Xorg X11R7

It’s funny, the “/usr/X11R6” directory name (and of course X11R6 itself) is such a mainstay that it’s hard to think of changing it, even if technically the new release is R7. I’ve finally moved to it, mainly because my old system decided to die on me recently and I ended up purchasing a new motherboard (Gigabyte again, despite minor annoyances previously, thankfully the onboard audio is not automatically disabled when I plug a PCI card in – hooray…) and processor (Core Duo). The system is much quieter than the old one (those old P4’s ran way too hot, and consequently the fan was always whirring away like a mad thing trying to cool things down a little).

The motherboard has an onboard intel graphics chip; I figured it was either that, or buy a new Nvidia to replace my aging TNT2 (which was AGP anyway and therefore unusable in the new system, which has PCI-Express slots instead). I initially tried the VESA BIOS driver with my old X version (6.8.1) but it just froze the system, and it wouldn’t have been accelerated anyway. So I figured I may as well upgrade to the modular X11R7.2 release.

It all went fairly well (it’s now running, at least) except the lack of build documentation is appalling. I eventually found a shell script which could be used to compile all the modules and therefore yield a working X11R7.2, well in theory anyway; I was missing a few dependencies (for one, xcb, which isn’t part of X, apparently) and even when those were resolved the xserver kept failing to build. Firstly, it’s configure script rejected my attempts to use the most recent versions of Mesa (7.0.1 and 6.5.3); older ones (6.4.2 for instance) caused the build to bomb out in mysterious ways (which didn’t seem Mesa related and which thus kept me scratching my head for a while). No, it turns out that building the server requires one very specific version of Mesa, and that for some obscure reason this fact is not documented, anywhere. Except, now for here. It’s 6.5.2.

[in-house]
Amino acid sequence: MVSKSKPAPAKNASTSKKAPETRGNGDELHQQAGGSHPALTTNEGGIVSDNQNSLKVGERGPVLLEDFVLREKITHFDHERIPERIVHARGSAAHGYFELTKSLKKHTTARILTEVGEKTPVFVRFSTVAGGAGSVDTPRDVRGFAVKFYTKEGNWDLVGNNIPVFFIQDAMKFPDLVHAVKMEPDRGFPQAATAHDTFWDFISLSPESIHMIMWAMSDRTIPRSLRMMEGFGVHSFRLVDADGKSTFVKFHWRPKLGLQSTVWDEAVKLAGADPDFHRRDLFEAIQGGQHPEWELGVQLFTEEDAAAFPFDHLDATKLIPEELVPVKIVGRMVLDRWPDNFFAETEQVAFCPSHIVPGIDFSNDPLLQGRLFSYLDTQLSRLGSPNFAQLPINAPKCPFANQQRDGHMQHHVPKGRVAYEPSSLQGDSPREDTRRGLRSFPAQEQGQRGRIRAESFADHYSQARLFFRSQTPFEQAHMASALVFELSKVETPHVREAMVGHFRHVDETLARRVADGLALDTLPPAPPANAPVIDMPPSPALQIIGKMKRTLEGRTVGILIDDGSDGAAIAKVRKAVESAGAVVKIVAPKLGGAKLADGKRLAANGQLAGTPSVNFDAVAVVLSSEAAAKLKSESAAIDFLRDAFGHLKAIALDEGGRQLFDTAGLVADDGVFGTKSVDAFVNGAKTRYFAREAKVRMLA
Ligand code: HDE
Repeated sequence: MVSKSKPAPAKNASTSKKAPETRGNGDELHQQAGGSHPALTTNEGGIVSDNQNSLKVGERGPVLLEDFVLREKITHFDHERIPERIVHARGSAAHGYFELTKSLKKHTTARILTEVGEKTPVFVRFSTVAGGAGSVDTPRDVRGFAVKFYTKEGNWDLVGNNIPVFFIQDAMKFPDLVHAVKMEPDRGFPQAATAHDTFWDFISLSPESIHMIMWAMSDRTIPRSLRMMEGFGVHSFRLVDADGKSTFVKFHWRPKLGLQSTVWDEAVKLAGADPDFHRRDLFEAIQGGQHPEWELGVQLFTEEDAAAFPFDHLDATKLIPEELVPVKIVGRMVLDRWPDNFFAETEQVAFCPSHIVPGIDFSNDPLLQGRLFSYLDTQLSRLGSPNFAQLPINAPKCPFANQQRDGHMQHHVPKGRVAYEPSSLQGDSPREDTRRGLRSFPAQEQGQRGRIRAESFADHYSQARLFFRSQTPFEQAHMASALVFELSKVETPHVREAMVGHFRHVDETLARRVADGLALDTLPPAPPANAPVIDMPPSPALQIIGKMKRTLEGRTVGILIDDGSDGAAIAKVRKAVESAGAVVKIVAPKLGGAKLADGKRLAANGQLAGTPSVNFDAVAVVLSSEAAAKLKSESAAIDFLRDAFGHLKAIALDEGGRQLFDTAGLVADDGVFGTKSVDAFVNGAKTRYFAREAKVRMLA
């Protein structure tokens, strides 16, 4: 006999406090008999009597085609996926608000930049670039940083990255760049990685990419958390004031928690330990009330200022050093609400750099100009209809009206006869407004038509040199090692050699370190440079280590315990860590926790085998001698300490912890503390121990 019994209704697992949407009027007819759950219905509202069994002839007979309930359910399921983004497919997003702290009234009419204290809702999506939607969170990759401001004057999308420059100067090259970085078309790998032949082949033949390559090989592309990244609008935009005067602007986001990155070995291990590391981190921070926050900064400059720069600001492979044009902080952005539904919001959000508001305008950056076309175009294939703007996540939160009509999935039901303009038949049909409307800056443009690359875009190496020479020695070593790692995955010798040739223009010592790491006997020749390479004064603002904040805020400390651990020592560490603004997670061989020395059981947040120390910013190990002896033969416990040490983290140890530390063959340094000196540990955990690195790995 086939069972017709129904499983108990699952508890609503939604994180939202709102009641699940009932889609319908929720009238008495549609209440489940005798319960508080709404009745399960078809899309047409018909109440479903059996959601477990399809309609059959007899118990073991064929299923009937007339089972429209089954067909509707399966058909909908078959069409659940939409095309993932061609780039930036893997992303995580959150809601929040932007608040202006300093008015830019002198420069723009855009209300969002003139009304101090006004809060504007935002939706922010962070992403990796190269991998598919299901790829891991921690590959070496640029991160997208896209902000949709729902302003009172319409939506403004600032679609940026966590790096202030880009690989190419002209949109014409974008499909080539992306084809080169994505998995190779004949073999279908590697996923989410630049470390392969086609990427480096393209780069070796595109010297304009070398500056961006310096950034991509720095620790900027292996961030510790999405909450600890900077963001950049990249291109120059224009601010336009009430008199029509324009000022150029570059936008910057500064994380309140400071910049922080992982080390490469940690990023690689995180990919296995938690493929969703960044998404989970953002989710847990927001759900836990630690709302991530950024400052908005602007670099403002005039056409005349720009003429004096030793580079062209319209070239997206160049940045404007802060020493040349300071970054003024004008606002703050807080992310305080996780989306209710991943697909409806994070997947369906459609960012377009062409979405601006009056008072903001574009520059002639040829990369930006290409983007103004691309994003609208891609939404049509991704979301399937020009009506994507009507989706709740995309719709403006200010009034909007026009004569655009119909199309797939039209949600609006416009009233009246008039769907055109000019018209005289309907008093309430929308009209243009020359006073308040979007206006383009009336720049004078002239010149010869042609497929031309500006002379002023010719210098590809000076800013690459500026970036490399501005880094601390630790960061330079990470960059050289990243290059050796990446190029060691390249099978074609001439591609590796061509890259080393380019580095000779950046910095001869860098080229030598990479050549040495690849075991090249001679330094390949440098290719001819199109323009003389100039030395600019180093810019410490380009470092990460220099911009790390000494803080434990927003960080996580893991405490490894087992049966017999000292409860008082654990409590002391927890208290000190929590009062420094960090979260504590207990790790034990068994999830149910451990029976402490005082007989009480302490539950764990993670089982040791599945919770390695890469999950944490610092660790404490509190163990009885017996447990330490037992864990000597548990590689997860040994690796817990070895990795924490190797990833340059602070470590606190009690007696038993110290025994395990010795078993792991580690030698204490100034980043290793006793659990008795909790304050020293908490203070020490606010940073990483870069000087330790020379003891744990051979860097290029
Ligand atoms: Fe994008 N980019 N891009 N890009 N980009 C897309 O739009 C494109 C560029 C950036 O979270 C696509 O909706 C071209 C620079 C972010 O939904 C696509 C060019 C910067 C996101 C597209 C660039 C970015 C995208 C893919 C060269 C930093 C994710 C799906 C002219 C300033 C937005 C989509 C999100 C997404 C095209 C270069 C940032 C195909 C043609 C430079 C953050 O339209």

Fortunately I was able to download the latest version of the intel video driver and it supported my G33 chipset with no problems, except for lack of 3D acceleration. For that I needed DRI and that meant upgrading my kernel (not such a big deal) and using a git snapshot of Mesa (very annoying, especially as it conflicts with the version used to compile the xserver and thus prevents AIGLX from working).

Also, although it initially worked fine, at some point the intel driver decided that it would ignore all previous convention regarding which resolution to start with and began running in something like 1152 by 768 which is way too short vertically (I use 1280 by 1024 normally) and also, gallingly, not directly supported by my LCD monitor which then needs to stretch the image itself so that it can display it the native 1280 by 1024, causing pixel artifacts and looking generally quite shit. I eventually discovered that using the “PreferredMode” option in the Monitor section of my xorg.conf configuration file could solve the problem, the main issue was that this setting isn’t documented in the man page that comes with the server in R7.2.

Ah well. Now I guess I wait for R7.3 and hopefully I can get AIGLX working…

Advertisements

Leave a Reply

Fill in your details below or click an icon to log in:

WordPress.com Logo

You are commenting using your WordPress.com account. Log Out / Change )

Twitter picture

You are commenting using your Twitter account. Log Out / Change )

Facebook photo

You are commenting using your Facebook account. Log Out / Change )

Google+ photo

You are commenting using your Google+ account. Log Out / Change )

Connecting to %s